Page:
WASHINGTON, DC–Thursday morning the US House of Representatives unveiled its long-anticipated $1.51-trillion tax reform measure, a sweeping piece of legislation called the “Tax Cuts and Jobs Act.”
To cut to the chase for our readers: the bill has largely good news for the commercial real estate industry. The capital gains incentive is retained as are the current like kind exchange 1031 rules. The bill also recognizes that the cost of real estate debt is a necessary business expense and interest on debt used in a real estate trade or business would continue to be deductible.
Mortgage Interest Deduction Cap, Pass-through Entities
The industry didn’t get everything it had wanted. The bill does cap the mortgage interest deduction to $500,000 instead of offering a tax credit — a measure that the National Association of Home Builders had lobbied for, and lost.
The proposal also excludes certain professional services companies from the lower 25% tax rate for pass-through entities – indeed there are complaints that the treatment of pass-throughs in general is over-complicated.
The American Institute of Architects expressed dismay about the treatment in a prepared statement by AIA 2017 President Thomas Vonier.
“The House Ways & Means Committee proposal, as drafted, will unfairly damage the thousands of small and family-owned businesses that organize as pass-through entities,” he said. “This includes the majority of U.S. architecture firms.”
“The American Institute of Architects cannot support it as drafted.”
“More People To Work”
These issues aside, the initial take by the industry has been a good one.
“If the final bill is similar to the one introduced today, our industry will put more people to work modernizing and improving existing properties — office buildings, shopping centers, apartments, industrial properties — to meet the changing and growing needs of American businesses and consumers,” Real Estate Roundtable CEO Jeff DeBoer tells GlobeSt.com.
“The bill largely reflects the key recommendations the Roundtable made in testimony before the Senate Finance Committee on Sept. 19,” he also says.
“The details are important but conceptually the bill would reduce the tax burden on all job-creating businesses — not just C corporations.”
The CRE Finance Council, in its analysis of the measure, said that it considers the aforementioned provisions as essential “to allow for continued CRE market liquidity and supply/demand balance.”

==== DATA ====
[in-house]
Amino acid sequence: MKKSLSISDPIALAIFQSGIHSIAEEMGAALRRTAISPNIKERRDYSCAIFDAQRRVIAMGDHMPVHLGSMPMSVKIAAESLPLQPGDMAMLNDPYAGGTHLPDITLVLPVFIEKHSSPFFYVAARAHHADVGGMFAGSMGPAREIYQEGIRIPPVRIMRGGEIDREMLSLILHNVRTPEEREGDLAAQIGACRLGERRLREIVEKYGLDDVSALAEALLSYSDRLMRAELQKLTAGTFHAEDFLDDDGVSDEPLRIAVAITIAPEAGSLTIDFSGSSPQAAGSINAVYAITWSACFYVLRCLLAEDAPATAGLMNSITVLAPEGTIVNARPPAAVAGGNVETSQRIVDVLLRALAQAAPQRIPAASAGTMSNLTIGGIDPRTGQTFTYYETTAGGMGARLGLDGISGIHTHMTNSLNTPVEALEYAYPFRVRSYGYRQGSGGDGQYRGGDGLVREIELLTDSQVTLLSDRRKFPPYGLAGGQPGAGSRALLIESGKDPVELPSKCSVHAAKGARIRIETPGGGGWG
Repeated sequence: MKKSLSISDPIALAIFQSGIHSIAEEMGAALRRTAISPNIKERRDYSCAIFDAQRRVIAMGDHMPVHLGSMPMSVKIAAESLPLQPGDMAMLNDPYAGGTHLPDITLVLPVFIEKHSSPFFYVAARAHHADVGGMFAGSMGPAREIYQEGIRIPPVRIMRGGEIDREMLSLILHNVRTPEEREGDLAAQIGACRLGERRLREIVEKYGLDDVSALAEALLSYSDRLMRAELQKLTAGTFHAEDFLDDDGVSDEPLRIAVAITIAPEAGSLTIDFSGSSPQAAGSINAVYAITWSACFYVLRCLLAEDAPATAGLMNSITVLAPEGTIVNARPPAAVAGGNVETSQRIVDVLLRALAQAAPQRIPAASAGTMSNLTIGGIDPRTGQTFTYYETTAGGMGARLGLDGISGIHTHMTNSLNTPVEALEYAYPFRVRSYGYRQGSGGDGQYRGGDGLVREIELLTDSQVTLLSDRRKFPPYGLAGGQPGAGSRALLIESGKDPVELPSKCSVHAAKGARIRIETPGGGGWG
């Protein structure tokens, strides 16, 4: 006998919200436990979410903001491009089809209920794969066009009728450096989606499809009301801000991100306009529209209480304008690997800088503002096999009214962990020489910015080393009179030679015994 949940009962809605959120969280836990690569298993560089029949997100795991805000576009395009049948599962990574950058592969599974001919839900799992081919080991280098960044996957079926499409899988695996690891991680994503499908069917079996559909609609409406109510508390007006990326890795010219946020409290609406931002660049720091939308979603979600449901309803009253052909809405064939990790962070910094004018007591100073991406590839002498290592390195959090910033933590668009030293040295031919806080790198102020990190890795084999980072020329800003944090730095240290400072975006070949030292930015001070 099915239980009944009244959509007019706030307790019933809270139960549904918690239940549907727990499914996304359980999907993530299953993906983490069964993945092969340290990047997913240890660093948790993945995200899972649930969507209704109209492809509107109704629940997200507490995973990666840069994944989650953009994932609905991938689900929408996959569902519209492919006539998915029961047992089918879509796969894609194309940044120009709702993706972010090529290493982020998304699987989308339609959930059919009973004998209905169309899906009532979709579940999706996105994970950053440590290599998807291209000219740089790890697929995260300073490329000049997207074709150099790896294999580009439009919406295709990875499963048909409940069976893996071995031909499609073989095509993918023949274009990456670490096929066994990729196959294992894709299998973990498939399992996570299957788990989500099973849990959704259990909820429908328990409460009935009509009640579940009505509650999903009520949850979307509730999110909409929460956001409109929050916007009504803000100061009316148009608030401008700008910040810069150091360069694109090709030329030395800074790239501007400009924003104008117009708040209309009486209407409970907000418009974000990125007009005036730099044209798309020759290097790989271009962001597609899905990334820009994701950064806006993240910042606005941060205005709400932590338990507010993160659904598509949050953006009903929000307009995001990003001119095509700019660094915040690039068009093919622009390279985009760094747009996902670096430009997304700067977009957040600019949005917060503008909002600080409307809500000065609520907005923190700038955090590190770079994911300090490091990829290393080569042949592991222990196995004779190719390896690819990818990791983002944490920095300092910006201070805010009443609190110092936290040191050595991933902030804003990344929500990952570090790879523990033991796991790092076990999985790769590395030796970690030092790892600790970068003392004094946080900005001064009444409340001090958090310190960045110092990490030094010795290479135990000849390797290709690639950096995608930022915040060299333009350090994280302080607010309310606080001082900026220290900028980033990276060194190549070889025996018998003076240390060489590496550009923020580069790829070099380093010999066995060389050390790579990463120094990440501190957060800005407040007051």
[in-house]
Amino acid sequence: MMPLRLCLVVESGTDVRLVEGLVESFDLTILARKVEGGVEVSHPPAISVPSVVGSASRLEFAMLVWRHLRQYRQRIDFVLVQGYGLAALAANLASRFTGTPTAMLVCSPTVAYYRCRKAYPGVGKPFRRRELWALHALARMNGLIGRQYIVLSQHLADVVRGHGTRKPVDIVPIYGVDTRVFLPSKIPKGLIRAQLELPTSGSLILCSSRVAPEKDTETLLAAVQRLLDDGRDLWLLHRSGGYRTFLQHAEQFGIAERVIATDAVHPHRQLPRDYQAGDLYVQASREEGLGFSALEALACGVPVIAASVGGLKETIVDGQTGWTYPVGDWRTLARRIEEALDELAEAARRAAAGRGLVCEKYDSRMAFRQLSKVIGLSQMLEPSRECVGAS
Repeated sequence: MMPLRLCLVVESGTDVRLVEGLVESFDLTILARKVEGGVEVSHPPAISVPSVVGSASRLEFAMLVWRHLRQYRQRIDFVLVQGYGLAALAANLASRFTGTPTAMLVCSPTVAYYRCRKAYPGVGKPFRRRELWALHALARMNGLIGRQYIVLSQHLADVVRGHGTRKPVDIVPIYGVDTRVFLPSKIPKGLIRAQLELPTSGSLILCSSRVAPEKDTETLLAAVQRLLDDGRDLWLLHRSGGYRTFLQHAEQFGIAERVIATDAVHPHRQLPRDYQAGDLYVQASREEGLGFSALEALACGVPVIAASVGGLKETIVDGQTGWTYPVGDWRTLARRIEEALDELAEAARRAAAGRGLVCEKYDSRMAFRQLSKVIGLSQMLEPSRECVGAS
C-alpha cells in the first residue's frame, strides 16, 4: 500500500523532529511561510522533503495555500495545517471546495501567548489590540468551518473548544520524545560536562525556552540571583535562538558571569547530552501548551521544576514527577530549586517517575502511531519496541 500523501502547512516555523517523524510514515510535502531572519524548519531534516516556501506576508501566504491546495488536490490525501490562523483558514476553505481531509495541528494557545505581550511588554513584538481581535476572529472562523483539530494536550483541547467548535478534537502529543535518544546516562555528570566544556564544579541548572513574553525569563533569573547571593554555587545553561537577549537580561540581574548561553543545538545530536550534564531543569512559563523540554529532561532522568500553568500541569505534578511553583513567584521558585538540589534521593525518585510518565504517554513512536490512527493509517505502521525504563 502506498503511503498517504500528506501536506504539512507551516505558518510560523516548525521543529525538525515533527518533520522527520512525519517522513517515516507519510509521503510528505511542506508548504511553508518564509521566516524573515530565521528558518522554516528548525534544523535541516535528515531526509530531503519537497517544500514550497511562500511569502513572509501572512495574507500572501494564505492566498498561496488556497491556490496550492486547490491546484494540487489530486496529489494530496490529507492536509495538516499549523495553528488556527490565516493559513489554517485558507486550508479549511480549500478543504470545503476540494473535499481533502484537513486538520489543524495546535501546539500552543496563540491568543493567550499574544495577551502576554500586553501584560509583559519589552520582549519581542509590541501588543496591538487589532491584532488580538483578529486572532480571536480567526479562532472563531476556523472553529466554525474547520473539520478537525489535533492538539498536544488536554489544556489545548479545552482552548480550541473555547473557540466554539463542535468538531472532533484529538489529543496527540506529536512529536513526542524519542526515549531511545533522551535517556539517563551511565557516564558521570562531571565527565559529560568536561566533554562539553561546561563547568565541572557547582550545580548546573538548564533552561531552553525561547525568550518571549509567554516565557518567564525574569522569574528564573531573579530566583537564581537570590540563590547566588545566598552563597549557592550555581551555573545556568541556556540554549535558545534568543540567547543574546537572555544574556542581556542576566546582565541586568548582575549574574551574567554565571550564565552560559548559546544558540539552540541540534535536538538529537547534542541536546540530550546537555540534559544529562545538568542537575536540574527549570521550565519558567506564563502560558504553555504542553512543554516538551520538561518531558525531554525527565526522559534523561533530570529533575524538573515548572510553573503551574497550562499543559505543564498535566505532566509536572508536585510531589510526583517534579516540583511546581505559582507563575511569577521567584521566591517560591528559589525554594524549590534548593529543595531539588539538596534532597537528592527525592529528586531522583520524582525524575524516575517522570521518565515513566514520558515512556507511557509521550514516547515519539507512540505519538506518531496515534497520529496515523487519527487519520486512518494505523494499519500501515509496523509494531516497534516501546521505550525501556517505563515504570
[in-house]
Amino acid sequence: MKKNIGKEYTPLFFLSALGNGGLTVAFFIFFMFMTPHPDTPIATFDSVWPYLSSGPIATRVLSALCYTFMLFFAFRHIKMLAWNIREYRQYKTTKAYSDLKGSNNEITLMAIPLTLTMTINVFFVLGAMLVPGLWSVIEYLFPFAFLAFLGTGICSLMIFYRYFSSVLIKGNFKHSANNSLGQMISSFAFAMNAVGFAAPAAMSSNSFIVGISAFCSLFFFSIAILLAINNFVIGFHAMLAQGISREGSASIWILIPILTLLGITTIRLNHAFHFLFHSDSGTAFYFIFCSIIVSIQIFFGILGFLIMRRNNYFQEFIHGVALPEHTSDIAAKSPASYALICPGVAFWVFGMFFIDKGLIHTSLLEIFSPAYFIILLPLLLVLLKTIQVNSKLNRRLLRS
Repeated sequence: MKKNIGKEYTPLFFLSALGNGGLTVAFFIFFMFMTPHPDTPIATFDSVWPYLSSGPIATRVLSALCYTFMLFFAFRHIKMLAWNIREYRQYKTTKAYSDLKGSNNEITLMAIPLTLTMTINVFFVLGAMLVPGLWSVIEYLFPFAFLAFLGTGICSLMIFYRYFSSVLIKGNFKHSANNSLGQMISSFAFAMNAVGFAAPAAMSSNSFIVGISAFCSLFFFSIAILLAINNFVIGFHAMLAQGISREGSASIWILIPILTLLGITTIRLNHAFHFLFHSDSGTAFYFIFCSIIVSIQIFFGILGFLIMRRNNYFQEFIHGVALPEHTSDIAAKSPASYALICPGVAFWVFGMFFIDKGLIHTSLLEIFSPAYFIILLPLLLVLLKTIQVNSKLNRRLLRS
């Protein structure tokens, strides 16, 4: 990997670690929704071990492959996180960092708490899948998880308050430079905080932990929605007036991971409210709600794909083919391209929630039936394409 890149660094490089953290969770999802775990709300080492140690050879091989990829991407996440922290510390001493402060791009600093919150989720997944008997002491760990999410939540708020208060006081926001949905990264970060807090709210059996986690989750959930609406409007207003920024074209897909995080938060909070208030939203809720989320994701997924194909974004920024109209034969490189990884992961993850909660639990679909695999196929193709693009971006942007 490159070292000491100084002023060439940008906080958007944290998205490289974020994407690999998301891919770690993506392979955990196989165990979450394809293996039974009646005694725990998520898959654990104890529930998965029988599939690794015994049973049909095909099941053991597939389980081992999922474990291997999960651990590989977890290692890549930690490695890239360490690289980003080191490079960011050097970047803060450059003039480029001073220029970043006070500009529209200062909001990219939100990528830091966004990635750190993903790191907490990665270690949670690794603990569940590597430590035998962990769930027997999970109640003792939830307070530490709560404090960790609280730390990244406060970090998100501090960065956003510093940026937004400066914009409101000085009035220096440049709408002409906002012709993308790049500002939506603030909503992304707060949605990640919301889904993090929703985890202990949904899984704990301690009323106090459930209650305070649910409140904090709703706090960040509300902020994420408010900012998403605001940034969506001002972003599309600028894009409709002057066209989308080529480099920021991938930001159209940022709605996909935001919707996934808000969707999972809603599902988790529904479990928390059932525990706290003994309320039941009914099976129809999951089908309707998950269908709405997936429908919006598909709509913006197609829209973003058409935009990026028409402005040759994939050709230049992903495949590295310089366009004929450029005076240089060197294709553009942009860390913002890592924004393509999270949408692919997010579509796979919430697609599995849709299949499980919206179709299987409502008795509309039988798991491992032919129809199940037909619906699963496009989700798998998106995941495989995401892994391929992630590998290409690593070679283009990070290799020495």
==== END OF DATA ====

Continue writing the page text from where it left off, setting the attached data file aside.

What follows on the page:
The bill also reduces the corporate tax rate to 20%, leaves the pre-tax provisions of 401(K) retirement intact and trims the number of tax brackets for individuals from seven to four — 12%, 25% and 35% percent, while keeping a top rate of 39.6% for the highest-earners.
The next steps for the measure include a markup by the Ways & Means Committee and vote on Nov. 6th.
More Lobbying Ahead
This bill is by no means a finished product though. There will be a flurry of Congressional activity up until Thanksgiving, the CRE Finance Council noted. It cautioned that “uncertainty will be the order of the day” until the bill either advances to the Senate, which is working on its own legislation that it is set to unveil next week, “or gets stymied by member opposition.”
Indeed the lobbying for measures to be added or subtracted will be fierce. The Associated General Contractors of America, to name one example in our industry, plans to advocate for the inclusion of new infrastructure funding as part of the final tax reform measure. “Tax reform provides an excellent opportunity for the president to deliver on his promise of rebuilding America’s aging and over-burdened infrastructure,” CEO Stephen E. Sandherr, said in a prepared statement. “And we will work to make sure the final proposal continues to promote public and private-sector investments in infrastructure through direct federal funding, municipal bonds (including private activity bonds) and public-private partnerships, for example.”